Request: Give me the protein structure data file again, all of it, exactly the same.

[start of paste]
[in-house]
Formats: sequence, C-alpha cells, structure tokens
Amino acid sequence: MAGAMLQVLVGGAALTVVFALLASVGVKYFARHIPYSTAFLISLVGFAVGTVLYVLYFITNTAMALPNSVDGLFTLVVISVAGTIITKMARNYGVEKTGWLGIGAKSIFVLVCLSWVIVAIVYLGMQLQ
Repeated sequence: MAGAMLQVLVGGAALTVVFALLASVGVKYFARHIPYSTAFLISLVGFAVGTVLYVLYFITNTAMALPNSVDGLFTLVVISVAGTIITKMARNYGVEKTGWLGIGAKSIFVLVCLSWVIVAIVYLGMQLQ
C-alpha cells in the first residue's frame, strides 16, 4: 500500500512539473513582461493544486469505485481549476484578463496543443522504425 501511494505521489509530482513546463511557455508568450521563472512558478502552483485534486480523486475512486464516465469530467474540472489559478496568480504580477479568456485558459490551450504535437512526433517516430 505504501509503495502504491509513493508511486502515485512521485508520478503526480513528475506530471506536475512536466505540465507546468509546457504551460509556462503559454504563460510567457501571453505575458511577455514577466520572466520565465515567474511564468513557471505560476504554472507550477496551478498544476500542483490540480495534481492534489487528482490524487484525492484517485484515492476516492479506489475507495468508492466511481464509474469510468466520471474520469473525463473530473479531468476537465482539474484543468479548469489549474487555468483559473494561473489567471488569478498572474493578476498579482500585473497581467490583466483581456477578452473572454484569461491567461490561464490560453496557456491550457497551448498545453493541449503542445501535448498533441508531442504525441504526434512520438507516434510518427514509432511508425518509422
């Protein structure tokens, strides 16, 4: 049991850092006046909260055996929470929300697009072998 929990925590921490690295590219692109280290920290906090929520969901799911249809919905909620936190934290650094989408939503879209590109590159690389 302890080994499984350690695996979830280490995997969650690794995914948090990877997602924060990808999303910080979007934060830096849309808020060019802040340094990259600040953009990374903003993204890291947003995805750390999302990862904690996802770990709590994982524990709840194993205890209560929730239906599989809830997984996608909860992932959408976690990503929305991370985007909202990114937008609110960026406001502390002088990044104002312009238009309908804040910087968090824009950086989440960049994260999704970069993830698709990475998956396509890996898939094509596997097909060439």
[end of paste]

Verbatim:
[in-house]
Formats: sequence, C-alpha cells, structure tokens
Amino acid sequence: MAGAMLQVLVGGAALTVVFALLASVGVKYFARHIPYSTAFLISLVGFAVGTVLYVLYFITNTAMALPNSVDGLFTLVVISVAGTIITKMARNYGVEKTGWLGIGAKSIFVLVCLSWVIVAIVYLGMQLQ
Repeated sequence: MAGAMLQVLVGGAALTVVFALLASVGVKYFARHIPYSTAFLISLVGFAVGTVLYVLYFITNTAMALPNSVDGLFTLVVISVAGTIITKMARNYGVEKTGWLGIGAKSIFVLVCLSWVIVAIVYLGMQLQ
C-alpha cells in the first residue's frame, strides 16, 4: 500500500512539473513582461493544486469505485481549476484578463496543443522504425 501511494505521489509530482513546463511557455508568450521563472512558478502552483485534486480523486475512486464516465469530467474540472489559478496568480504580477479568456485558459490551450504535437512526433517516430 505504501509503495502504491509513493508511486502515485512521485508520478503526480513528475506530471506536475512536466505540465507546468509546457504551460509556462503559454504563460510567457501571453505575458511577455514577466520572466520565465515567474511564468513557471505560476504554472507550477496551478498544476500542483490540480495534481492534489487528482490524487484525492484517485484515492476516492479506489475507495468508492466511481464509474469510468466520471474520469473525463473530473479531468476537465482539474484543468479548469489549474487555468483559473494561473489567471488569478498572474493578476498579482500585473497581467490583466483581456477578452473572454484569461491567461490561464490560453496557456491550457497551448498545453493541449503542445501535448498533441508531442504525441504526434512520438507516434510518427514509432511508425518509422
């Protein structure tokens, strides 16, 4: 049991850092006046909260055996929470929300697009072998 929990925590921490690295590219692109280290920290906090929520969901799911249809919905909620936190934290650094989408939503879209590109590159690389 302890080994499984350690695996979830280490995997969650690794995914948090990877997602924060990808999303910080979007934060830096849309808020060019802040340094990259600040953009990374903003993204890291947003995805750390999302990862904690996802770990709590994982524990709840194993205890209560929730239906599989809830997984996608909860992932959408976690990503929305991370985007909202990114937008609110960026406001502390002088990044104002312009238009309908804040910087968090824009950086989440960049994260999704970069993830698709990475998956396509890996898939094509596997097909060439």